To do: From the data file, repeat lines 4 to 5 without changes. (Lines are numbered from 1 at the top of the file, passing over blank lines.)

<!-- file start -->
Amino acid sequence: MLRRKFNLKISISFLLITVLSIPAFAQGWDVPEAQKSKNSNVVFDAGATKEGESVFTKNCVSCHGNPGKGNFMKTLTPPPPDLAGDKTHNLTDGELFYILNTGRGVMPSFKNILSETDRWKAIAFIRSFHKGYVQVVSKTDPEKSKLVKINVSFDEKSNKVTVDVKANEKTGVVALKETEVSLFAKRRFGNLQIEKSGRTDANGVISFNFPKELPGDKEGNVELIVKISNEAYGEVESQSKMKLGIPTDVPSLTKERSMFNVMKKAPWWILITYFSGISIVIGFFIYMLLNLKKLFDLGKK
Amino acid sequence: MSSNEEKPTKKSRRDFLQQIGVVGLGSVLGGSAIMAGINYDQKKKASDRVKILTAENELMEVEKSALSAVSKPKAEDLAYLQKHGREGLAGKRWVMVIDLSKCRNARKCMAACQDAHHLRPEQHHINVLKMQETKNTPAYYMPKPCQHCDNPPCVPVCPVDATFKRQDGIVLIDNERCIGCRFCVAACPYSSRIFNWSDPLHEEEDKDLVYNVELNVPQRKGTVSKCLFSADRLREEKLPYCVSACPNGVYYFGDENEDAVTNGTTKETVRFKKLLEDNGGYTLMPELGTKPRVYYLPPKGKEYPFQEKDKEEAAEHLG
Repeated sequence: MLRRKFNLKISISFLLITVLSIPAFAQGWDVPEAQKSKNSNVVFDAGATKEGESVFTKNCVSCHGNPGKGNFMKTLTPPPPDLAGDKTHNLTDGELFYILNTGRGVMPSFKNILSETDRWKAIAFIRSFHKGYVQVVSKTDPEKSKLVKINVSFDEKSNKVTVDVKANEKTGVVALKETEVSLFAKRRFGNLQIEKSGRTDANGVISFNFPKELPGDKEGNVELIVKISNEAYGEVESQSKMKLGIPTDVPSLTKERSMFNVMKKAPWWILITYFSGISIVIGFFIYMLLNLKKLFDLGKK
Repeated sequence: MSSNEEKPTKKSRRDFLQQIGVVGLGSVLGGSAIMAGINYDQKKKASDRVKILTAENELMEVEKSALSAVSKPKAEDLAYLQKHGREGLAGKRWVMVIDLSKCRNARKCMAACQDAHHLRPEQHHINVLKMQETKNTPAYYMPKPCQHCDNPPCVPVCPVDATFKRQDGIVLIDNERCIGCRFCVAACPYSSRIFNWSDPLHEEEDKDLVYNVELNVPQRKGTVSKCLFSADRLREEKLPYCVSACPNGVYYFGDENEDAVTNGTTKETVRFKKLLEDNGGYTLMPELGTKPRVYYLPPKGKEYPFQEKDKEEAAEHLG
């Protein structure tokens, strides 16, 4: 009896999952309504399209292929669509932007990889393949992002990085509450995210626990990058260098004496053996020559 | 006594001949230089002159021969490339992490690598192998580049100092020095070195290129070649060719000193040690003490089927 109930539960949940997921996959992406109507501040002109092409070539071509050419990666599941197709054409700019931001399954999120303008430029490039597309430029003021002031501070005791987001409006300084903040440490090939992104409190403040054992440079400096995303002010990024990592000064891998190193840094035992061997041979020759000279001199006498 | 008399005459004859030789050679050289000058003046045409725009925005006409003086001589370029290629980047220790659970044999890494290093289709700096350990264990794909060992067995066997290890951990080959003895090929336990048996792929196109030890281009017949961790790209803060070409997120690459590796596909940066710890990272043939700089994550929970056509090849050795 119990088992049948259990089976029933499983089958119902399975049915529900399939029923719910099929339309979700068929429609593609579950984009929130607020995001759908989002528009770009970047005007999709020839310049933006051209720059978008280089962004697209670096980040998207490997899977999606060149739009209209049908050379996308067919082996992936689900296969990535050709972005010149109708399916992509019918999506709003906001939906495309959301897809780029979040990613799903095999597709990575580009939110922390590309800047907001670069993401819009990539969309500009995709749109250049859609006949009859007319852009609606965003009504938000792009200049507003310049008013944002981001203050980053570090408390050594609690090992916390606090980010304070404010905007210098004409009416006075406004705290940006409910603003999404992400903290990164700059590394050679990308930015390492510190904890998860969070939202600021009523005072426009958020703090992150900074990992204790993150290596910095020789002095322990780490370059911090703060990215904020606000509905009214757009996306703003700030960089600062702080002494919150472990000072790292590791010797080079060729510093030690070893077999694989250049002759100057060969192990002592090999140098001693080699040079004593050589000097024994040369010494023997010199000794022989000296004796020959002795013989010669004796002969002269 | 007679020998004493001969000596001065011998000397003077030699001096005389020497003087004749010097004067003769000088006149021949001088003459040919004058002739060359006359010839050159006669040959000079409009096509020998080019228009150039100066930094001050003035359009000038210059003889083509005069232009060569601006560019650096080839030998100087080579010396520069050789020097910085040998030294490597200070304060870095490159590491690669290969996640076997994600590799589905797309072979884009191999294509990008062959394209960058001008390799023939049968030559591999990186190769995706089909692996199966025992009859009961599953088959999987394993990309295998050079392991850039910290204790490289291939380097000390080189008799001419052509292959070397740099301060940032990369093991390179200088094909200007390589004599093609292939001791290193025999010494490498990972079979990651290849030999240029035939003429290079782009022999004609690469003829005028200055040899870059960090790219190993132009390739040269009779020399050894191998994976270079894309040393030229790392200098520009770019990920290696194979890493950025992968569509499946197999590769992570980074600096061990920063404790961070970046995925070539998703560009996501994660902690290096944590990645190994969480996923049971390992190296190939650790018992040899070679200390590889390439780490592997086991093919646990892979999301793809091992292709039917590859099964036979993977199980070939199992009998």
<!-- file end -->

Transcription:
Repeated sequence: MSSNEEKPTKKSRRDFLQQIGVVGLGSVLGGSAIMAGINYDQKKKASDRVKILTAENELMEVEKSALSAVSKPKAEDLAYLQKHGREGLAGKRWVMVIDLSKCRNARKCMAACQDAHHLRPEQHHINVLKMQETKNTPAYYMPKPCQHCDNPPCVPVCPVDATFKRQDGIVLIDNERCIGCRFCVAACPYSSRIFNWSDPLHEEEDKDLVYNVELNVPQRKGTVSKCLFSADRLREEKLPYCVSACPNGVYYFGDENEDAVTNGTTKETVRFKKLLEDNGGYTLMPELGTKPRVYYLPPKGKEYPFQEKDKEEAAEHLG
């Protein structure tokens, strides 16, 4: 009896999952309504399209292929669509932007990889393949992002990085509450995210626990990058260098004496053996020559 | 006594001949230089002159021969490339992490690598192998580049100092020095070195290129070649060719000193040690003490089927 109930539960949940997921996959992406109507501040002109092409070539071509050419990666599941197709054409700019931001399954999120303008430029490039597309430029003021002031501070005791987001409006300084903040440490090939992104409190403040054992440079400096995303002010990024990592000064891998190193840094035992061997041979020759000279001199006498 | 008399005459004859030789050679050289000058003046045409725009925005006409003086001589370029290629980047220790659970044999890494290093289709700096350990264990794909060992067995066997290890951990080959003895090929336990048996792929196109030890281009017949961790790209803060070409997120690459590796596909940066710890990272043939700089994550929970056509090849050795 119990088992049948259990089976029933499983089958119902399975049915529900399939029923719910099929339309979700068929429609593609579950984009929130607020995001759908989002528009770009970047005007999709020839310049933006051209720059978008280089962004697209670096980040998207490997899977999606060149739009209209049908050379996308067919082996992936689900296969990535050709972005010149109708399916992509019918999506709003906001939906495309959301897809780029979040990613799903095999597709990575580009939110922390590309800047907001670069993401819009990539969309500009995709749109250049859609006949009859007319852009609606965003009504938000792009200049507003310049008013944002981001203050980053570090408390050594609690090992916390606090980010304070404010905007210098004409009416006075406004705290940006409910603003999404992400903290990164700059590394050679990308930015390492510190904890998860969070939202600021009523005072426009958020703090992150900074990992204790993150290596910095020789002095322990780490370059911090703060990215904020606000509905009214757009996306703003700030960089600062702080002494919150472990000072790292590791010797080079060729510093030690070893077999694989250049002759100057060969192990002592090999140098001693080699040079004593050589000097024994040369010494023997010199000794022989000296004796020959002795013989010669004796002969002269 | 007679020998004493001969000596001065011998000397003077030699001096005389020497003087004749010097004067003769000088006149021949001088003459040919004058002739060359006359010839050159006669040959000079409009096509020998080019228009150039100066930094001050003035359009000038210059003889083509005069232009060569601006560019650096080839030998100087080579010396520069050789020097910085040998030294490597200070304060870095490159590491690669290969996640076997994600590799589905797309072979884009191999294509990008062959394209960058001008390799023939049968030559591999990186190769995706089909692996199966025992009859009961599953088959999987394993990309295998050079392991850039910290204790490289291939380097000390080189008799001419052509292959070397740099301060940032990369093991390179200088094909200007390589004599093609292939001791290193025999010494490498990972079979990651290849030999240029035939003429290079782009022999004609690469003829005028200055040899870059960090790219190993132009390739040269009779020399050894191998994976270079894309040393030229790392200098520009770019990920290696194979890493950025992968569509499946197999590769992570980074600096061990920063404790961070970046995925070539998703560009996501994660902690290096944590990645190994969480996923049971390992190296190939650790018992040899070679200390590889390439780490592997086991093919646990892979999301793809091992292709039917590859099964036979993977199980070939199992009998």